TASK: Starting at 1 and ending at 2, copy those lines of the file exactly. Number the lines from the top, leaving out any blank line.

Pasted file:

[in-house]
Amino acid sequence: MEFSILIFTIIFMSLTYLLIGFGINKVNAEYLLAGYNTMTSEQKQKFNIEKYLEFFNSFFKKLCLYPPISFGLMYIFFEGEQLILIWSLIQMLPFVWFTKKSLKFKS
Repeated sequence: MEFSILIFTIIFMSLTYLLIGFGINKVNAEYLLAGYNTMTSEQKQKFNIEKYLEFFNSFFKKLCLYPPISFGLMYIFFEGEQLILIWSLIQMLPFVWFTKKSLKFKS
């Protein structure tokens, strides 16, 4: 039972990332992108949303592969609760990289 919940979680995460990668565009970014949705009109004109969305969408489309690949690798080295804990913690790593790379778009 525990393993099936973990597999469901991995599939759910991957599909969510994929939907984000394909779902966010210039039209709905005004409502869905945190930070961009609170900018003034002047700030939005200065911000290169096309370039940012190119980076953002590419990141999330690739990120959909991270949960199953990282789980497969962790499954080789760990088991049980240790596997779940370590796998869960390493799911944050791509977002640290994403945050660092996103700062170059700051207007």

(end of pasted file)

[in-house]
Amino acid sequence: MEFSILIFTIIFMSLTYLLIGFGINKVNAEYLLAGYNTMTSEQKQKFNIEKYLEFFNSFFKKLCLYPPISFGLMYIFFEGEQLILIWSLIQMLPFVWFTKKSLKFKS